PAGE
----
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* Benchmark could be phased out and replaced
* Worried banks refuse to contribute to Euribor rate
* Change complex because of multi-trillion euro role
* Banks, ECB officials to talk early next month
By John O'Donnell and Marc Jones
BRUSSELS/LONDON, June 26 (Reuters) - One of the globe's leading financial benchmarks, Euribor, could be phased out and replaced within a year as a growing number of banks distance themselves, people familiar with the plans said.
A group of 60 of the world's top banks will consider this option and the shape of an alternative benchmark when they meet with top officials from the European Central Bank in Brussels early next month.
"In nine months time, there may no longer be a Euribor," said one source familiar with plans to replace the benchmark that gauges how much banks pay to borrow from peers.
"There are two scenarios," said a second source. "You put a new benchmark next to the 'estimated' Euribor. The other option is that you replace the current Euribor ... in the near future."
He said a 'Euribor 2.0', based partly on bank estimates on the price of borrowing as well as actual market rates, could be in place as soon as this Autumn.
"That would be the ideal situation but we must see whether there are legal risks," he said.
The prospect of phasing out or replacing the benchmark, which is as old as the euro currency, underscores the wider difficulty facing financial markets, where reluctance to lend makes it hard to estimate the true cost of borrowing.
It also highlights a growing sense of alarm over the future of the Euro Interbank Offered Rate, as the number of banks willing to give the lending-cost estimates on which it is based dwindles.
Any change to a benchmark, used as the basis for pricing 250 trillion euros of financial contracts from Spanish mortgages to complex derivatives, is highly sensitive. If mishandled, it could cause widespread difficulties in the banking system and further undermine confidence in its transparency.
Under investigation for possible rigging alongside Libor, its larger sterling counterpart, the benchmark's organisers are concerned that more banks, worried about the reputational risk of staying involved with the benchmark, will quit, triggering its unravelling.
Citi, Rabobank, UBS and a number of German banks have all pulled out over the last year. Should others follow, it could lead to a "catastrophe", in the words of one person familiar with the situation.
The ECB has publicly appealed to banks to stay involved with Euribor but many remain concerned.
The European Union's antitrust chief Joaquin Almunia is expected to deliver his verdict on whether banks rigged the benchmark in the second half of this year.
To compound its difficulties, Euribor relies on banks' estimates to calculate the cost of lending.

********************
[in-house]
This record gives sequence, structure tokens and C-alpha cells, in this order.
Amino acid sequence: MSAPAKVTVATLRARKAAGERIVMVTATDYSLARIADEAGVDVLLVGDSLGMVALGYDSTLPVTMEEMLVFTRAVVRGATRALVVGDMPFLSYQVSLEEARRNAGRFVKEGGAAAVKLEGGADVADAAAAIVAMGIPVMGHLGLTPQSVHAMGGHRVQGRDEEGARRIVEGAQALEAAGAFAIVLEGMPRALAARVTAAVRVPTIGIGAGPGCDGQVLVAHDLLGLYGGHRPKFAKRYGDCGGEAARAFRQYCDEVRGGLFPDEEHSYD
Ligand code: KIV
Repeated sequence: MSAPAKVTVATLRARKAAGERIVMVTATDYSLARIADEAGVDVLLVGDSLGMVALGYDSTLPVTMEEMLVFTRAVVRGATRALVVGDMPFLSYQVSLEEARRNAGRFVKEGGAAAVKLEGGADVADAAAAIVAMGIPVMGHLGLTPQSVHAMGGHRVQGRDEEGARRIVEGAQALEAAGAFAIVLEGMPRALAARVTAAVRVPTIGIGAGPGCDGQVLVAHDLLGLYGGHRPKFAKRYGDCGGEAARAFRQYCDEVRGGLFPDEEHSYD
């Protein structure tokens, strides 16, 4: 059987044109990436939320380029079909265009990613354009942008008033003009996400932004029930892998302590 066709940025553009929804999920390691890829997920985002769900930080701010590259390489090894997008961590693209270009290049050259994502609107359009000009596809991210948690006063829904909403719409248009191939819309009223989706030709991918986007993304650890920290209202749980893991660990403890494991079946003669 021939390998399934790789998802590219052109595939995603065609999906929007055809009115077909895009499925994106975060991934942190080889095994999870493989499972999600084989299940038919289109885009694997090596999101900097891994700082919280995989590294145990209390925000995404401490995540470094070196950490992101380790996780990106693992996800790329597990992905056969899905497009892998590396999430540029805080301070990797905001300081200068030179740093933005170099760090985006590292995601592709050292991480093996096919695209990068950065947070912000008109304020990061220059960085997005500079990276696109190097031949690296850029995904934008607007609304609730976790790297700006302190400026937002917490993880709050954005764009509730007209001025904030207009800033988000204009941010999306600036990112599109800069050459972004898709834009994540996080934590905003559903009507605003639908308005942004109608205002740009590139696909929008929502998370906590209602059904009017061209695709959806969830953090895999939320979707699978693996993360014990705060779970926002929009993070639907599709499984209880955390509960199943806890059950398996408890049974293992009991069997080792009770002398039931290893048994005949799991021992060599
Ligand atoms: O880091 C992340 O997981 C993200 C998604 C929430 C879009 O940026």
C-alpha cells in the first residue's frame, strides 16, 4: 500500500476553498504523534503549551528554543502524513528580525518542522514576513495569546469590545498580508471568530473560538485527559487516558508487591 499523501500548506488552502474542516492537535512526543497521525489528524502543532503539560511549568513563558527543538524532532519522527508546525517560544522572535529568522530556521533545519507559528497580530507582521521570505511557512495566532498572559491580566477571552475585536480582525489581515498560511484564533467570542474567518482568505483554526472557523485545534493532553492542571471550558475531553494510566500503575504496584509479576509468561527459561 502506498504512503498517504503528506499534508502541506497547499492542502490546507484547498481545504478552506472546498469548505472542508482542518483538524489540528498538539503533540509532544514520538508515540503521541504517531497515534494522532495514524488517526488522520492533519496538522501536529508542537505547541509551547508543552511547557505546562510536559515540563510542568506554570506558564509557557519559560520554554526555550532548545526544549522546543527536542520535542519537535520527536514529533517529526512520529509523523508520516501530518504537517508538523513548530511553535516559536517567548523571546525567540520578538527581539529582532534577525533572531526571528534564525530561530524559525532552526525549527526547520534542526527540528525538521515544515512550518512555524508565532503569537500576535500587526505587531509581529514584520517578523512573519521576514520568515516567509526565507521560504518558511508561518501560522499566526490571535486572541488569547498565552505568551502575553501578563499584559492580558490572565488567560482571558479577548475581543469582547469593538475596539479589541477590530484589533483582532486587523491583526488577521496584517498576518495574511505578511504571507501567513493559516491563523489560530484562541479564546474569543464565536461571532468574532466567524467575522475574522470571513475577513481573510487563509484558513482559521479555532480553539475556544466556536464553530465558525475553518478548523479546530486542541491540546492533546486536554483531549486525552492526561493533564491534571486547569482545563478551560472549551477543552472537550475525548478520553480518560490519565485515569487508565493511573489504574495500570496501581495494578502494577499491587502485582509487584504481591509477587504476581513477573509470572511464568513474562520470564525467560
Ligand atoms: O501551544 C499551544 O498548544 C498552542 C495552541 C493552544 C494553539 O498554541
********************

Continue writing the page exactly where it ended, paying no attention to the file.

Its organisers want to change this by launching a new version of the benchmark which combines the real price of short-term interbank loans together with estimates for longer-term credit beyond three months.
Francesco Papadia, former head of the European Central Bank's financial market operations who now works with think tank Bruegel, said the exit of banks from the Euribor rate-setting panel was already a problem.
"It is not that a dwindling number of participants will generate panic," he said. "This is more a case of long-term illness than sudden heart attack, but one with serious consequences.
"This would touch the entire money market. The problem would be for banks, their customers, for regulators and also the ECB."
The ECB, keen to avoid a messy collapse, has been working with its organisers behind the scenes to see if a new benchmark, based solely on actual market transactions rather than bank estimates is workable.
A pilot study carried out in recent months looked at banks' trading records but confirmed most experts' suspicions that there is too little interbank lending to make such a yardstick reliable.
That means a 'hybrid' rate - where bank estimates are used when market activity is too slow - is the only feasible option.
Although the main debate will take place in Brussels in the coming weeks, the ECB and the two dozen banks in its so-called "money market contact group" discussed the situation recently at a meeting in Helsinki.
Many participants expect a new EU law to oblige banks that trade on the money market to contribute to Euribor, a move which would create a panel of about 50 banks. Making this mandatory, however, could take years.
Switching the basis of calculation from estimates to a mix of estimates and prices could be difficult because trillions of euros of products use the benchmark as a reference point. Changing the formula could invalidate those legal contracts.
One option favoured by the ECB is to run the two types of rate side by side. Any transition to the new rate could be managed over a couple of years, something the ECB has experience with having switched the currencies of 17 countries to the euro.
Thomson Reuters continues to support the calculation and distribution of Libor on behalf of the British Bankers Association while the British government conducts its tender for a new administrator. Thomson Reuters supports the calculation and distribution of Euribor on behalf of the European Banking Federation. (Reporting By John O'Donnell and Marc Jones, editing by Mike Peacock)